It is the not-so-distant future, and young Mae Holland is bored out of her mind. She’s working for a telephone company in her hometown, all her colleagues are twice her age. She wants out.
And then she lands her dream job. Mae’s glamorous, larger-than-life college roommate, Annie, tells Mae she secured her an interview at The Circle, the most innovative, fastest-growing company in the world. Mae gets the job, and her career begins a dazzling trajectory.
Life at The Circle is utopian, with diverse young people working in glass-enclosed open office spaces, chatting on green lawns around sleek tablets, or playing squash in the campus’s state-of-the-art gymnasium. Mae is in heaven. Within a couple of weeks, she is getting the hang of the new social order, too, where participation in campus events and social activities isn’t mandatory, per se, but very much expected. She learns the ropes and soon becomes a favorite at The Circle.
She watches in awe as The Circle rolls out new technologies, including incredible little cameras the size of large marbles that are easy to hide around the world. Through the tiny cameras, “Circlers” hope, the world can fully share and participate in life together — and perhaps also prevent or dissuade crime before it even occurs.
One night, though, feeling distraught about her father’s worsening medical condition, Mae steals a kayak from her regular rental spot and goes out onto the bay alone. When a tiny Circle camera catches Mae’s crime, she finds herself answering to the masterminds behind The Circle, including Eamon Bailey (Tom Hanks). Through this connection, though, Mae steps into the inner circle of The Circle itself.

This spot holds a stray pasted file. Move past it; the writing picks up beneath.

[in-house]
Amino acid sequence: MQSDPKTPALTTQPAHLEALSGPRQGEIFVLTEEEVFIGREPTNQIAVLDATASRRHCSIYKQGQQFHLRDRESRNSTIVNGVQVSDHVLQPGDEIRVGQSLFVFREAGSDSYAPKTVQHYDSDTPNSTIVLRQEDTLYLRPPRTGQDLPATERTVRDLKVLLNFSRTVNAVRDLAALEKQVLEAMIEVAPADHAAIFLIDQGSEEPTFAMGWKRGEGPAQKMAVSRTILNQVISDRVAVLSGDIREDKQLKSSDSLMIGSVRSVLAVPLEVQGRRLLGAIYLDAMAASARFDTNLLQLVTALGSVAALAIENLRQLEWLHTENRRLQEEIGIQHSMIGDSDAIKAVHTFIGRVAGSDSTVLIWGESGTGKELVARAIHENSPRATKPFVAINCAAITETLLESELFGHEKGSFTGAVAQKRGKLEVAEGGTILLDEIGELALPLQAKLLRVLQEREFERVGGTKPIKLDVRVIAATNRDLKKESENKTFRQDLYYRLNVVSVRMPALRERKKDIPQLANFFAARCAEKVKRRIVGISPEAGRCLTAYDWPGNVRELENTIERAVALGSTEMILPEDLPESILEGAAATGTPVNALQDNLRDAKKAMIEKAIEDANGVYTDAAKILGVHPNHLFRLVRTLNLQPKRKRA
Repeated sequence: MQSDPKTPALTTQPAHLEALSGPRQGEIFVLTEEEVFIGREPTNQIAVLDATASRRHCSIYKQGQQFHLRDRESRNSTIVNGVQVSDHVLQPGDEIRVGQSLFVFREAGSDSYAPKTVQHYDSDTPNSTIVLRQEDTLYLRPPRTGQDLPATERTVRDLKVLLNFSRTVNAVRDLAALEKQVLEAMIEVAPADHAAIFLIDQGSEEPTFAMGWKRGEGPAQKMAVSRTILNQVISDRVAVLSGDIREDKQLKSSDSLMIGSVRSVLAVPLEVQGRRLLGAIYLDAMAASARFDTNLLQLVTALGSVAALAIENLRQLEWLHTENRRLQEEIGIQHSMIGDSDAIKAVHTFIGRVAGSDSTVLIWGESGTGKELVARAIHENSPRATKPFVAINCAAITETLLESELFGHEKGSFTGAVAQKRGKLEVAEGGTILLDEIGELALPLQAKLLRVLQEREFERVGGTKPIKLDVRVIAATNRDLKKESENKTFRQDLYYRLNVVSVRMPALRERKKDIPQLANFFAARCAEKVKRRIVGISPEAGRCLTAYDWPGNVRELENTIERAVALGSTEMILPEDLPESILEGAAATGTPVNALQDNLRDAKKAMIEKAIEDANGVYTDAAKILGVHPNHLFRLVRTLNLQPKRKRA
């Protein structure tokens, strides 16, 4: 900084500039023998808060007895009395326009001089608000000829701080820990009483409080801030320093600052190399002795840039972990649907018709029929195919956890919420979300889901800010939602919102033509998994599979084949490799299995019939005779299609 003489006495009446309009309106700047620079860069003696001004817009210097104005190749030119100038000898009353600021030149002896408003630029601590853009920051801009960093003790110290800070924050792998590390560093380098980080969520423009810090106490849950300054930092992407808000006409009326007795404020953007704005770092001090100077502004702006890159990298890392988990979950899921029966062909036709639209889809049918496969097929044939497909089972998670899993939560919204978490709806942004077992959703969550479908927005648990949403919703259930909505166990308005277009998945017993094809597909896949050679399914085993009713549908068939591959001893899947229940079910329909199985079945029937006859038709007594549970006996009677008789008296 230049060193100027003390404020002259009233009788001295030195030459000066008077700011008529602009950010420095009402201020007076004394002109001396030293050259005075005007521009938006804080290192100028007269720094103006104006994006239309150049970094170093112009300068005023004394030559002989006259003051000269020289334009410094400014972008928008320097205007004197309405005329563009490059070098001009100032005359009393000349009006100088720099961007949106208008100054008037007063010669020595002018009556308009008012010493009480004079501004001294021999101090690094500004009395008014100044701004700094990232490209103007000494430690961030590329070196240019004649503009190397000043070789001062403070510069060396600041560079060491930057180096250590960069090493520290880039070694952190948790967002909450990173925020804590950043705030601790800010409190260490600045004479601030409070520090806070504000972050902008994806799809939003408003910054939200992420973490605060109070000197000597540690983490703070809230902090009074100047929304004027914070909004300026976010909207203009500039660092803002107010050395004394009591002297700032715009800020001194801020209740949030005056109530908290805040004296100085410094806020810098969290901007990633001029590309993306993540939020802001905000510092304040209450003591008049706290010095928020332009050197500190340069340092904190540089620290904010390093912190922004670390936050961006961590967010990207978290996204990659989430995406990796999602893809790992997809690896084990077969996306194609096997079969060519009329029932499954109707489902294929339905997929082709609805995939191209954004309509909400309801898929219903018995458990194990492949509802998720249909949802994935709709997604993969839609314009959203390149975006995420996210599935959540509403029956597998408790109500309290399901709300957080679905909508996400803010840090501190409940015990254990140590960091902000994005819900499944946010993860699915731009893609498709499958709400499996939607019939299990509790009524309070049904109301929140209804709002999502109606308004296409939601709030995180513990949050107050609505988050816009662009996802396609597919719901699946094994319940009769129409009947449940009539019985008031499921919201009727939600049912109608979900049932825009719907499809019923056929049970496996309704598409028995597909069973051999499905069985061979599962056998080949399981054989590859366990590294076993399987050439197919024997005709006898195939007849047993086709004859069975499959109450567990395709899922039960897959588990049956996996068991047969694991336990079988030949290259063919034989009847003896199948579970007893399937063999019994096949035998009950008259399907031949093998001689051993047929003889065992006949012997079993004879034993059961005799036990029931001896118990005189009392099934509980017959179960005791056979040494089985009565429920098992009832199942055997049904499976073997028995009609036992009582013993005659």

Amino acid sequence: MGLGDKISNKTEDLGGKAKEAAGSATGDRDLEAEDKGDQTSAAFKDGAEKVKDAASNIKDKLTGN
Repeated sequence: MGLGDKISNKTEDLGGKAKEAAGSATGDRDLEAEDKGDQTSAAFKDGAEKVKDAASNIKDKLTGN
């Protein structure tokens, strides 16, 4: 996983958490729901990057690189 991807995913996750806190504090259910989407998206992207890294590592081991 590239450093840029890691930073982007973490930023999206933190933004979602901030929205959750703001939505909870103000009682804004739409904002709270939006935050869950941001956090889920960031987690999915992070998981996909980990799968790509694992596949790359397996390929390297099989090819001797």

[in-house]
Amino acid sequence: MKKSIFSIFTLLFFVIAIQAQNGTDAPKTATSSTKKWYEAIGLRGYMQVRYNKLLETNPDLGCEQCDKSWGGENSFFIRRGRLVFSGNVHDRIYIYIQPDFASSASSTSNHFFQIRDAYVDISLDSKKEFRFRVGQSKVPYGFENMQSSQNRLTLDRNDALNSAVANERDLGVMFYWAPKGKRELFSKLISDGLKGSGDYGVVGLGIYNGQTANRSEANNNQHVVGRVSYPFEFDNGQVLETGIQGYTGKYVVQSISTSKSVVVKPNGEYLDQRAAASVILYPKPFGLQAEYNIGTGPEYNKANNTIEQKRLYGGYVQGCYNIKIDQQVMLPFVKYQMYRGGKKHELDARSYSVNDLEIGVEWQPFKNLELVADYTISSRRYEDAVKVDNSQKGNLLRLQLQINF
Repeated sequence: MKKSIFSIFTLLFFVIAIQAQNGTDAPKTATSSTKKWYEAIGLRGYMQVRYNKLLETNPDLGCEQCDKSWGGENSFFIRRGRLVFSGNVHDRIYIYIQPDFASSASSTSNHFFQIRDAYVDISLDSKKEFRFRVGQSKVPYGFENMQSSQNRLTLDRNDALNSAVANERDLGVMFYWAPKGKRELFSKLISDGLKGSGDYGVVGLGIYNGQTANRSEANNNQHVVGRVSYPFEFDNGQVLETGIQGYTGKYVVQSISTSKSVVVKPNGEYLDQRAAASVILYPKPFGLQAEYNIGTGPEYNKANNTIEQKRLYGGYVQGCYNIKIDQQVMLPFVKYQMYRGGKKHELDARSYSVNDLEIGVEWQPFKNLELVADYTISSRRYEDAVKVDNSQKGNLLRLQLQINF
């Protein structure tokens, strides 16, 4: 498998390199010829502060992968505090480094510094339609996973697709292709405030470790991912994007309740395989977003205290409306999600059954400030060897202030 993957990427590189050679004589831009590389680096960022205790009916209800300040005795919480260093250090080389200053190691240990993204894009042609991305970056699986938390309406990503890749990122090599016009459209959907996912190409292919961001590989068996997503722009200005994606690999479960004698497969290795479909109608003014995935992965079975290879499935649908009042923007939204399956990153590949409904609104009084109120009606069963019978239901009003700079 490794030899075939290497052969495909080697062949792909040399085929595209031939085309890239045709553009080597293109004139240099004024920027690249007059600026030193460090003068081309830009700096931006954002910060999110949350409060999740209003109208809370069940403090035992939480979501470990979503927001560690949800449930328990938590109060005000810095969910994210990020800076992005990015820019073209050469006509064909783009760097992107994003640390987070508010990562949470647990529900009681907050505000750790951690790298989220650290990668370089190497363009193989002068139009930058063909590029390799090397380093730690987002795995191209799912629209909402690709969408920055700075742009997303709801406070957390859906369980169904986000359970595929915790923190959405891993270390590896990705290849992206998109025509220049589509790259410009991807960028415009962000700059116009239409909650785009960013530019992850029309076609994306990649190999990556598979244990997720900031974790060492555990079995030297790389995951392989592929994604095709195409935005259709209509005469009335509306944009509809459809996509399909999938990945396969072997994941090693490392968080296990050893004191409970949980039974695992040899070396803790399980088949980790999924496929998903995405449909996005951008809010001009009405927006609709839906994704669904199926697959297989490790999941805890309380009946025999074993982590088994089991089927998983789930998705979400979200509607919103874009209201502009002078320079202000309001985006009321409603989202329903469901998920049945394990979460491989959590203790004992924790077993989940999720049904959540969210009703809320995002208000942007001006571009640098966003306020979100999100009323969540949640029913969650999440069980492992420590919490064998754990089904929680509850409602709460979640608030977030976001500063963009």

The movie is based on a book of the same name by Dave Eggers, popular indie author of A Heartbreaking Work of Staggering Genius and philanthropist in the Bay Area. The book The Circle is an international bestseller; I picked it up in an airport in Stockholm. The premise, as described above, is fascinating, and the characters are easy to love. I tore through the book, and found myself conflicted but also nodding my head at the ending.
The movie, however, left me with a different taste in my mouth. My issue is not so much with the plot itself — although the author and the director did work together to make some significant changes to the screenplay — but is instead with the delivery of the movie. My husband, who saw The Circle with me, said, “I have to admit I was cringing at times. Emma Watson and Tom Hanks were good, but otherwise a lot of the acting was awkward and flat. The plot seemed forced, like they were trying too hard to get us to care about the characters or the story.”
Unfortunately, I have to agree. The secondary actors were all especially stiff, particularly the character of The Circle’s founder, Ty (John Bodega), who was as warm and interesting as a piece of cardboard. This was particularly disappointing because the character’s actions in the book are some of the most electric parts of the story. Also, crucial scenes later in the movie were rushed or altered in such a way that they didn’t connect with the audience, or felt forced, leaving all the events afterwards — even the ending — confusing and ambivalent.
So ultimately this film isn’t my favorite, despite Emma Watson’s excellent efforts and Tom Hanks’ familiar brilliance. However, even though the acting and direction leave something to be desired, The Circle does ask some very thought-provoking questions about our lives online, the future of privacy, and where we may be headed in a world where companies like Google and Facebook are increasingly compiling our information into an online identity that is public for all to see.
Is it true that “knowing is good, but knowing everything is better,” as The Circle claims? The answer isn’t black and white. See the movie (or read the book) to decide for yourself!
Movie times: click here
Genre: Science Fiction/Drama
Director: James Ponsoldt
Actors: Emma Watson, Tom Hanks, John Bodega
Rating: PG-13 for thematic elements, language
Running Time: 1 hour 50 minutes